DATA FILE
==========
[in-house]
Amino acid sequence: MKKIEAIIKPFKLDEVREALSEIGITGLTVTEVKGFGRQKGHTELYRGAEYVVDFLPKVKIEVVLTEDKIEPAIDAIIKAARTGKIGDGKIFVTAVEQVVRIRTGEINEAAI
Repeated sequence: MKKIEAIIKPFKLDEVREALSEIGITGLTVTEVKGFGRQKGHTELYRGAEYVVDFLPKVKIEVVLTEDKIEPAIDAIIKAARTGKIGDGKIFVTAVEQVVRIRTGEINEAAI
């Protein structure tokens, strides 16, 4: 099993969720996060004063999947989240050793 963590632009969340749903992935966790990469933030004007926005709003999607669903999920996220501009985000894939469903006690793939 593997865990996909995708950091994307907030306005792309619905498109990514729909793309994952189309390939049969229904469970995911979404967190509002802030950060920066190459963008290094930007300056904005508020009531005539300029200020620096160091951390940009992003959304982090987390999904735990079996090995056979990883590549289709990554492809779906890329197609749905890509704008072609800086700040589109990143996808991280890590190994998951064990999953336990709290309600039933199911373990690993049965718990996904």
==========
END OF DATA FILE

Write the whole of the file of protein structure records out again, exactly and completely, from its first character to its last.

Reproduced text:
[in-house]
Amino acid sequence: MKKIEAIIKPFKLDEVREALSEIGITGLTVTEVKGFGRQKGHTELYRGAEYVVDFLPKVKIEVVLTEDKIEPAIDAIIKAARTGKIGDGKIFVTAVEQVVRIRTGEINEAAI
Repeated sequence: MKKIEAIIKPFKLDEVREALSEIGITGLTVTEVKGFGRQKGHTELYRGAEYVVDFLPKVKIEVVLTEDKIEPAIDAIIKAARTGKIGDGKIFVTAVEQVVRIRTGEINEAAI
């Protein structure tokens, strides 16, 4: 099993969720996060004063999947989240050793 963590632009969340749903992935966790990469933030004007926005709003999607669903999920996220501009985000894939469903006690793939 593997865990996909995708950091994307907030306005792309619905498109990514729909793309994952189309390939049969229904469970995911979404967190509002802030950060920066190459963008290094930007300056904005508020009531005539300029200020620096160091951390940009992003959304982090987390999904735990079996090995056979990883590549289709990554492809779906890329197609749905890509704008072609800086700040589109990143996808991280890590190994998951064990999953336990709290309600039933199911373990690993049965718990996904």